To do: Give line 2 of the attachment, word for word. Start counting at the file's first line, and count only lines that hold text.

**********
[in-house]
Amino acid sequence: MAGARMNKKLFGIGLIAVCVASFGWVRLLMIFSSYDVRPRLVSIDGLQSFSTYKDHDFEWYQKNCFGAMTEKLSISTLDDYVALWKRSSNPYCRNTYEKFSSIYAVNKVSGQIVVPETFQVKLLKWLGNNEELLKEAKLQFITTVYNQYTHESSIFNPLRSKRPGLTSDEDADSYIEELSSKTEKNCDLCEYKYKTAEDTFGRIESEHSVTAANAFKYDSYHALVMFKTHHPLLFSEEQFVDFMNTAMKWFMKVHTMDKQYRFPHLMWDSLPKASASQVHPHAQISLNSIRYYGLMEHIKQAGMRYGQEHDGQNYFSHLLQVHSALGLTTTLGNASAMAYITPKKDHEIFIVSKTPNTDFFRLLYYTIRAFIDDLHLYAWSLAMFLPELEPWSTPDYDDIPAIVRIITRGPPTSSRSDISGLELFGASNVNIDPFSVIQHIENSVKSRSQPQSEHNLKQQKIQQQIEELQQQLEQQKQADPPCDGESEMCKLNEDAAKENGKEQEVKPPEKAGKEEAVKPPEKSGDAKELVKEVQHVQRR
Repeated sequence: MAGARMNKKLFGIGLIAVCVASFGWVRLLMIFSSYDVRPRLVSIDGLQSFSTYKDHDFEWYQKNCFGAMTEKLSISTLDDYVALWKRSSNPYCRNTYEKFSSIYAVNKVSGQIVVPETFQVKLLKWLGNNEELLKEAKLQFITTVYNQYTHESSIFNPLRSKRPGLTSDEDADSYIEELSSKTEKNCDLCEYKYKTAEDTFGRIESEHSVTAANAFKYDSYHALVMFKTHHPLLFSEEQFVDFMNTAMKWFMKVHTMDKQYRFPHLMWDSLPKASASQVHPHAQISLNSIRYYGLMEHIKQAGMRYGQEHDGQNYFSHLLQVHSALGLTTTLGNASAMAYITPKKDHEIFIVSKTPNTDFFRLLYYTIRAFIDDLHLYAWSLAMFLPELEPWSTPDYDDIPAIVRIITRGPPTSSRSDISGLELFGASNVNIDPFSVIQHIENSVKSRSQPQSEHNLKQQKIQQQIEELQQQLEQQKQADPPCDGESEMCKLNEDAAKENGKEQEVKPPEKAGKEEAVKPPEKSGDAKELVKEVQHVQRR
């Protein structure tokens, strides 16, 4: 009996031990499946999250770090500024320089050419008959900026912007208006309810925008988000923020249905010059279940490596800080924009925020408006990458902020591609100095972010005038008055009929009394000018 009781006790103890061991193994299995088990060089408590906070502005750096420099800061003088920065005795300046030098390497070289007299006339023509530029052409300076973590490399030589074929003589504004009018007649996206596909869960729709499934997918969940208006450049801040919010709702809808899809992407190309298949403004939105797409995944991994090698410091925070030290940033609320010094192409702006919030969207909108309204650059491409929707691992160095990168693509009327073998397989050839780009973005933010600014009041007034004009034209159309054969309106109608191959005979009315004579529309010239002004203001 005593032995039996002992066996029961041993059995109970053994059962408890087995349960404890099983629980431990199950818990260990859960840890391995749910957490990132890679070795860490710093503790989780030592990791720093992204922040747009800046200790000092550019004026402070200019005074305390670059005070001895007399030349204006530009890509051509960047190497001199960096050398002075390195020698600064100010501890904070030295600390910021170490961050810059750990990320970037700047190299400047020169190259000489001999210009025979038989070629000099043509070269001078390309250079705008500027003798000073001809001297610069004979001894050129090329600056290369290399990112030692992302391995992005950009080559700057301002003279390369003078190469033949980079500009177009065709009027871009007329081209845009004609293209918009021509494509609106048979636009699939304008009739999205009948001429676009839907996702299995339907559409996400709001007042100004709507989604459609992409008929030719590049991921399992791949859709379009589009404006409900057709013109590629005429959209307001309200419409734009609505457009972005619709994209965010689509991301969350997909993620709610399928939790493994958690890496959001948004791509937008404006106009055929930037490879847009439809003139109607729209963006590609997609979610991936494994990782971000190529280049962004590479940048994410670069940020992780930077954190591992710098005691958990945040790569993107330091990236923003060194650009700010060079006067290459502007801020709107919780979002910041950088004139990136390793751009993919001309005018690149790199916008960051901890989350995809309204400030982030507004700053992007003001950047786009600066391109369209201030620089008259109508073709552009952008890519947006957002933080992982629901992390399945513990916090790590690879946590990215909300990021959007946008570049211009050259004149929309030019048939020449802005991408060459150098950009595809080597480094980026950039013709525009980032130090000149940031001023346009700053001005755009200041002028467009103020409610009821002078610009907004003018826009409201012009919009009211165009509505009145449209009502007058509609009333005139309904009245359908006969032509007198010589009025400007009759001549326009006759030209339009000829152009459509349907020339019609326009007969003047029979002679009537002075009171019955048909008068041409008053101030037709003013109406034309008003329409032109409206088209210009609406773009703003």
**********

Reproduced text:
Amino acid sequence: MAGARMNKKLFGIGLIAVCVASFGWVRLLMIFSSYDVRPRLVSIDGLQSFSTYKDHDFEWYQKNCFGAMTEKLSISTLDDYVALWKRSSNPYCRNTYEKFSSIYAVNKVSGQIVVPETFQVKLLKWLGNNEELLKEAKLQFITTVYNQYTHESSIFNPLRSKRPGLTSDEDADSYIEELSSKTEKNCDLCEYKYKTAEDTFGRIESEHSVTAANAFKYDSYHALVMFKTHHPLLFSEEQFVDFMNTAMKWFMKVHTMDKQYRFPHLMWDSLPKASASQVHPHAQISLNSIRYYGLMEHIKQAGMRYGQEHDGQNYFSHLLQVHSALGLTTTLGNASAMAYITPKKDHEIFIVSKTPNTDFFRLLYYTIRAFIDDLHLYAWSLAMFLPELEPWSTPDYDDIPAIVRIITRGPPTSSRSDISGLELFGASNVNIDPFSVIQHIENSVKSRSQPQSEHNLKQQKIQQQIEELQQQLEQQKQADPPCDGESEMCKLNEDAAKENGKEQEVKPPEKAGKEEAVKPPEKSGDAKELVKEVQHVQRR